In the news we hear that Sri Lanka has a hunger crisis in the making. It is said that the civil war is at fault. It is said that global food prices are at fault. It is said that the sudden switch to organic farming on the island is at fault.
I claim, however, that it is your tea drinking - your organic tea drinking - that is at fault. And your clothes. Your demand for organic clothes.
Let’s talk about the Sri Lankan economy. Sri Lanka has two main exports: textiles and tea. I do not know if the cotton for the textiles is grown in Sri Lanka. What I do know is that the tea is grown in the highlands, and it is taking a significant portion of the land.
So you see where this is going. How can Sri Lankans go hungry when they have so much land dedicated to tea? One reason put forward is that nothing but tea will grow there. I wager to suspect that is not true. It would be surprising if tea is the only thing edible that can grow in the high lands. I would not be surprised if the argument is mostly a made-up.
What is likely true, however, is that tea makes a lot more money than most other things you could grow there - like food. The way to increase income from tea is to grow more tea, not food.
An even better way to increase your income is to grow organic tea. Yah, them rich customers in Europe and America - they like organic. They demand organic. You demand organic.
So, switch over to all-organic farming for the entire island to make even more money. Unfortuntely, the Sri Lankan government did this in the worst possible fashion: from one year to the next forbid all non-organic fertilizer and pesticides. Better would have been to slowly phase it in.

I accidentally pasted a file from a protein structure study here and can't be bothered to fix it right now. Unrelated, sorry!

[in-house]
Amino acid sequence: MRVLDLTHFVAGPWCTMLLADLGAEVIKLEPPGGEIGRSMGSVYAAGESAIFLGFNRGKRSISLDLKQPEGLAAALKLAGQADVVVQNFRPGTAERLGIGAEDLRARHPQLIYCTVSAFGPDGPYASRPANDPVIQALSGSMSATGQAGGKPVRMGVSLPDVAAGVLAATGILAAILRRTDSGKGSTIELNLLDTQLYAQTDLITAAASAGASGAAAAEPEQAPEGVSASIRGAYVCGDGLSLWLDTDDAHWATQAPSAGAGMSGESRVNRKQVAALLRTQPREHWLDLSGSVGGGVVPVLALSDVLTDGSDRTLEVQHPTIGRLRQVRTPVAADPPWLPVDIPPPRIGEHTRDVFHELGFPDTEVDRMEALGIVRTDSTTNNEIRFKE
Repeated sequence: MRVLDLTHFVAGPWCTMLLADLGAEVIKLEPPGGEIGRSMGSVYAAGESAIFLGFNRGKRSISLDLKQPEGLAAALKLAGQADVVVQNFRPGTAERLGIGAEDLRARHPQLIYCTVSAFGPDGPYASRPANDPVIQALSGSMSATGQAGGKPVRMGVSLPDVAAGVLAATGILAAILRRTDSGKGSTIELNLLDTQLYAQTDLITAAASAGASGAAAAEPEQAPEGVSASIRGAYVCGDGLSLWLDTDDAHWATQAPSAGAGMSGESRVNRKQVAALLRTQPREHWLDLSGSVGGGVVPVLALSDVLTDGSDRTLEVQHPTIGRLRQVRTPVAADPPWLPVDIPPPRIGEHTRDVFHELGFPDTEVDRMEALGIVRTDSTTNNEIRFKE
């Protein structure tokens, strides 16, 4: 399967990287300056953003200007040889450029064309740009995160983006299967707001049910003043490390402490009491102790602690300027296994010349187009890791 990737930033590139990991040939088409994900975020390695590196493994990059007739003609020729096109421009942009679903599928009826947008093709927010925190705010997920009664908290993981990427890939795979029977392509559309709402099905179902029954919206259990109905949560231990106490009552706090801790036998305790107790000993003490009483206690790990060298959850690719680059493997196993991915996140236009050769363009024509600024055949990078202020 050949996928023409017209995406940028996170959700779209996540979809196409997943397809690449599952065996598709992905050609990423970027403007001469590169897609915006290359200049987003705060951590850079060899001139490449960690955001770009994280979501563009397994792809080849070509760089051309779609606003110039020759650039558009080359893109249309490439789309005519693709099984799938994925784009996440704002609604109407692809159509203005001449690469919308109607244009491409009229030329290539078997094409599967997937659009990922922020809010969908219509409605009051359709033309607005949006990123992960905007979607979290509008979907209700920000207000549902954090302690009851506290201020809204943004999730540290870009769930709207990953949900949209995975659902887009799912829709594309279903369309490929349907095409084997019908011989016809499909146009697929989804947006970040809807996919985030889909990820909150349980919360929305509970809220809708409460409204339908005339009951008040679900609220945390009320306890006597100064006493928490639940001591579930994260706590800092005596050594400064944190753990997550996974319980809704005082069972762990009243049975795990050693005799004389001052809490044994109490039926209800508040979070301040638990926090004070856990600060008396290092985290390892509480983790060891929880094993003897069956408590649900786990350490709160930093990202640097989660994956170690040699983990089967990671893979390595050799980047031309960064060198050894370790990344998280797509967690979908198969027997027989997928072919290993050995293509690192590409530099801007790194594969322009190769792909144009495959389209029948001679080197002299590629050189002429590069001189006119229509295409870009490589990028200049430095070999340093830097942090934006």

And just to finish this train of thought, if a country does not grow enough food for its population, then it needs to import food, and that puts the country in the situation where when global market prices go up, the country may no longer be able to afford buying food from overseas. This will happen sooner or later, thus leading to a hunger crisis. This is often exacerbated when the value of the exports go down, for example, if people decide spend their money on nutritious food instead of tea.
Let’s talk about the rebels, the Tamil Tigers. A key demand of the Tamil Tigers is more autonomy. Unfortunately, I could not find out all of the demands. I could also not find out why they want autonomy or what they want to achieve if they succeed.
But here is my speculation. Much of the land in Sri Lanka is owned by a few large land owners. And they are decidedly not Tamil. The Tamil work the land owner’s tea plantations. The Tamil know they could grow food instead. They want to grow food. They want to eat. They want autonomy to redistribute the land and grow their most basic neccessity.
So while the Tamil work the land to grow tea, they must hunger. They must live in the knowledge that someday food prices will go up and then they will not be able to feed themselves anymore.
I don’t know.
I don’t know. There is a chicken-and-egg problem. The Sri Lankans need foreign income from their exports to buy food. But that will keep the current system going.